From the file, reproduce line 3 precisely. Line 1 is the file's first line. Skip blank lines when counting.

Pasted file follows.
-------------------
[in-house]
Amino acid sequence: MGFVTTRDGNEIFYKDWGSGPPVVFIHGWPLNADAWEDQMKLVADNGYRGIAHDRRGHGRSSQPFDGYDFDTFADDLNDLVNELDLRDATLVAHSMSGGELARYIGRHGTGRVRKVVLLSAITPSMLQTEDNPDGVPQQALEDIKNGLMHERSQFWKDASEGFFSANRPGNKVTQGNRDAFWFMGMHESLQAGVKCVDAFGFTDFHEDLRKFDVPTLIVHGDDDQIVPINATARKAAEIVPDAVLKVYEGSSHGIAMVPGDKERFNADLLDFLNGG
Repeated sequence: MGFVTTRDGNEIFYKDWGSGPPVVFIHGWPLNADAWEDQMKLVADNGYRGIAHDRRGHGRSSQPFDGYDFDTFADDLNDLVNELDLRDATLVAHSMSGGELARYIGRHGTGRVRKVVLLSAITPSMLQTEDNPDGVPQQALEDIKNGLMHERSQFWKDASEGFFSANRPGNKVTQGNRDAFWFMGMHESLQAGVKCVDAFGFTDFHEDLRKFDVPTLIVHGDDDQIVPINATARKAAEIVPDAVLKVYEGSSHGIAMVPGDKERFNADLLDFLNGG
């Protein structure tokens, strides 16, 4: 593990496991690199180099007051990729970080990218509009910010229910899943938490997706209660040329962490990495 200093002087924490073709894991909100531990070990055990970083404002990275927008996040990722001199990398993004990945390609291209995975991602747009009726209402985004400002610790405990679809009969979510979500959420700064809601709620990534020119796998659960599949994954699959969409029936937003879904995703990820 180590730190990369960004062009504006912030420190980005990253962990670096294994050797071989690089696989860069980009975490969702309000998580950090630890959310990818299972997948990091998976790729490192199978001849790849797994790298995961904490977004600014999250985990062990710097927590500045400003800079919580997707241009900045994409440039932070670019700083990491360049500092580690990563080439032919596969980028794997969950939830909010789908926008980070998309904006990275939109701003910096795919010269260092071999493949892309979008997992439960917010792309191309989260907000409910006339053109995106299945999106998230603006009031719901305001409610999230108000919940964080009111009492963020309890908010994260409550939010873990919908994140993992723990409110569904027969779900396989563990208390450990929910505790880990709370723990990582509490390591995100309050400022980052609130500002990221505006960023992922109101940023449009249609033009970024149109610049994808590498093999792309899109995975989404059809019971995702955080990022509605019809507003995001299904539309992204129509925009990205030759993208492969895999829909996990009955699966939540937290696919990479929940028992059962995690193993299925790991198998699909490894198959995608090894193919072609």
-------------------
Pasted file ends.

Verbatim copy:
Repeated sequence: MGFVTTRDGNEIFYKDWGSGPPVVFIHGWPLNADAWEDQMKLVADNGYRGIAHDRRGHGRSSQPFDGYDFDTFADDLNDLVNELDLRDATLVAHSMSGGELARYIGRHGTGRVRKVVLLSAITPSMLQTEDNPDGVPQQALEDIKNGLMHERSQFWKDASEGFFSANRPGNKVTQGNRDAFWFMGMHESLQAGVKCVDAFGFTDFHEDLRKFDVPTLIVHGDDDQIVPINATARKAAEIVPDAVLKVYEGSSHGIAMVPGDKERFNADLLDFLNGG